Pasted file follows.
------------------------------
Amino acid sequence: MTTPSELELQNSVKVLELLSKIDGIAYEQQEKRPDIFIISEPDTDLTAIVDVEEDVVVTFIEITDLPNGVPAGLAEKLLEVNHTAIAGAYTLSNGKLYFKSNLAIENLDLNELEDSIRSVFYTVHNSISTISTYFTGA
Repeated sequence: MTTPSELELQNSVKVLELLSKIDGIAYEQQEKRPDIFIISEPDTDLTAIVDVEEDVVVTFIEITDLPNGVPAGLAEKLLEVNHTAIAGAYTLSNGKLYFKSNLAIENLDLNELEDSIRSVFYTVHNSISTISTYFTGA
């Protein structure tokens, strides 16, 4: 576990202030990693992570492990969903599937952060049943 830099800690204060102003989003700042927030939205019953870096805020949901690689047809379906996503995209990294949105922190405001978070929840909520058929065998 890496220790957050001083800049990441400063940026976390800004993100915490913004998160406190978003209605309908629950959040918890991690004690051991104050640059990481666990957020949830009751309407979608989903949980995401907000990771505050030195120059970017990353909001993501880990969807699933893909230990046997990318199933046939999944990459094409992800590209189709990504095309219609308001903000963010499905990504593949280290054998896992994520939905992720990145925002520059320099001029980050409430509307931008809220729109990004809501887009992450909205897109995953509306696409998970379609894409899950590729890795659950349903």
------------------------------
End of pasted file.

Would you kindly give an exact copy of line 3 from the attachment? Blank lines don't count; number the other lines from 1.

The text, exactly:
């Protein structure tokens, strides 16, 4: 576990202030990693992570492990969903599937952060049943 830099800690204060102003989003700042927030939205019953870096805020949901690689047809379906996503995209990294949105922190405001978070929840909520058929065998 890496220790957050001083800049990441400063940026976390800004993100915490913004998160406190978003209605309908629950959040918890991690004690051991104050640059990481666990957020949830009751309407979608989903949980995401907000990771505050030195120059970017990353909001993501880990969807699933893909230990046997990318199933046939999944990459094409992800590209189709990504095309219609308001903000963010499905990504593949280290054998896992994520939905992720990145925002520059320099001029980050409430509307931008809220729109990004809501887009992450909205897109995953509306696409998970379609894409899950590729890795659950349903």